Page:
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Pioneer is a man of principle

JONA BOLA
Thursday, November 09, 2006

Old age may have taken its toll on this giant of a man, judging from his grey hair and thick-lensed spectacles he was wearing but the one thing that remains part of his life is discipline.

Discipline has been the key that has driven Doctor Jona Baravilala Senilagakali into becoming one of Fiji's best known and respected medical practitioners.

Not only is Dr Senilagakali respected locally, he is one of the few remaining pioneering doctors who has continuously being recognised the world over for their contribution to health on a global scale.

Recently, he was honoured by the International Biographical Centre, in Cambridge, England, which awarded him with the IBC Achievement Award in recognition for his outstanding contribution to health services in Fiji.

The IBC said the award was only conferred after a thorough evaluation of each candidate's qualification by the members of the IBC research and advisory board.

"This award is made to selected noteworthy individuals across the globe in recognition of their life time accomplishments," the IBC said.

Coincidentally, I visited him yesterday and was surprised to find out it was his 77th birthday so the award was a birthday present from Planet Earth and it meant the world to him.

Dr Senilagakali, who is from the chiefly village of Tubou, Lakeba, in Lau, is one the few remaining doctors who have gone through many changes within the Health Ministry in Fiji.

He is married with five children and five grandchildren, all of whom he adores.

He said his principle of discipline had moulded his children to where they were now, including son Dr Wame Baravilala, who followed in his father's footstep into the medical field.

Sitting in his office at the Queen Elizabeth Barracks, in Nabua, Suva, where he serves as the military doctor, he recalled his younger days at Queen Victoria School.

"It was at school where discipline was driven through my brain and my blood by the then school principal, Mr Tom Blinges, from England," he said. "Education was tough then. We had to endure many hardships, compared to the comforts that students are being pampered with now.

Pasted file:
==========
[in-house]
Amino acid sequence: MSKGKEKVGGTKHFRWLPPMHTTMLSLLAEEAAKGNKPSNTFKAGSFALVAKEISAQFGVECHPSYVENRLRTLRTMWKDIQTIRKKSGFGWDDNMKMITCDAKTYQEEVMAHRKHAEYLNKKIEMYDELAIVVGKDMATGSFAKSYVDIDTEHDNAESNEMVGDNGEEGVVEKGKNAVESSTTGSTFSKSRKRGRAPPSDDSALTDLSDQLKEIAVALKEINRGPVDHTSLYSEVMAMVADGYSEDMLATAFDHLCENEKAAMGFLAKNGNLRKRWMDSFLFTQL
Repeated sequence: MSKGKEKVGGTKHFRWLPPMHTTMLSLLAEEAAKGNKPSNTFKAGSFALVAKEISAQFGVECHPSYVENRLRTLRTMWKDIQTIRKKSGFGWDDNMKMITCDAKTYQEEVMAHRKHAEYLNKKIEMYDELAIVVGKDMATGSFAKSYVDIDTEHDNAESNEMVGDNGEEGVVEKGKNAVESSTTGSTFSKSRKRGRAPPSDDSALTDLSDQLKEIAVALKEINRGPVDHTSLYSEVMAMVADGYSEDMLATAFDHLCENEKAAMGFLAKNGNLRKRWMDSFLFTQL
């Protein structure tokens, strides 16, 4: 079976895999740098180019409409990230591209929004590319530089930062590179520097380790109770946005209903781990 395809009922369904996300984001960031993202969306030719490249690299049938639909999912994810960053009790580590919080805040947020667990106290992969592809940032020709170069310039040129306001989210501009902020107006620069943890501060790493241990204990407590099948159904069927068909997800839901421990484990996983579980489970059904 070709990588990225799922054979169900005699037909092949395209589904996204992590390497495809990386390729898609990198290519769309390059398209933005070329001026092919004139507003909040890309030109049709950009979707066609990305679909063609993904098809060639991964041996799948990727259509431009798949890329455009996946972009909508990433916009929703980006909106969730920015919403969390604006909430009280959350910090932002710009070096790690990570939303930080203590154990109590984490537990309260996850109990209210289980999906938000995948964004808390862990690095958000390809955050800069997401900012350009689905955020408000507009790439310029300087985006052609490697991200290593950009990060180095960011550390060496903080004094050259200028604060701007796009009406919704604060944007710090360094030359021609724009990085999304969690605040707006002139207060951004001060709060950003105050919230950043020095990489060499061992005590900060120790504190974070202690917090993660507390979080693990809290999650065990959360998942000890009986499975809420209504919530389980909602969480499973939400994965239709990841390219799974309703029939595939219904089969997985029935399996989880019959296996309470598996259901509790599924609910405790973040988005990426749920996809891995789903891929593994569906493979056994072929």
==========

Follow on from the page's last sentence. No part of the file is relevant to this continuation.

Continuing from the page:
"But I tell you it was discipline that saw us through and paved the way to where we are now.

"I remember during a school assembly we were told by the principal that we Fijians lacked stick ability'," he said.

Dr Senilagakali said he had to go to the principal to ask what he meant. "The principal said Fijian students tend to shy away from hard tasks once they had tried it once.

"They do not give it a second chance or another try," he said.

"These words can never get out of my mind and I have even shared it with my children as well as my grandchildren."

He said it was during his last year at QVS that he decided to become a doctor.

"We were told to write essays about the health system and that was how we were marked and I got through.

"We were students at Tamavua when Queen Elizabeth came to open the institution and we were presented to her, she was young and very pretty," he said jokingly.

Dr Senilagakali said he was one in the health profession who had gone through the system.

"I have worked in the smallest health centre to some of the major hospitals around the country and have even been in the Health Ministry headquarters as the permanent secretary," he said.

Dr Senilagakali said he fully understood the structure of the health system and he had seen many changes since he joined the profession.

"One thing that has always bothered me is the fact that most young doctors tend to value their work to the income they are getting. For me, being a doctor is all about providing the best service available to patients ... that is the first and foremost priority.

"Patients come first and the pay packet is just a fringe benefit for the services that one provides," he said.

Dr Senilagakali said young doctors must always put patients as their priority.

"I guess most would claim that the work demands a lot of money but for me, patients are why doctors exist and they should always come first," he said.

"I've had a few controversial meetings with young doctors who are opposed some of my principles but somehow we always tried to understand each other's views.

"However, what I would like to ask young doctors is to conduct your duties with pride and dignity and maintain discipline.

"We are a dying generation of doctors. We hope that the upcoming ones will uphold their oath and maintain discipline in the field as it is a noble profession," Dr Senilagakali said.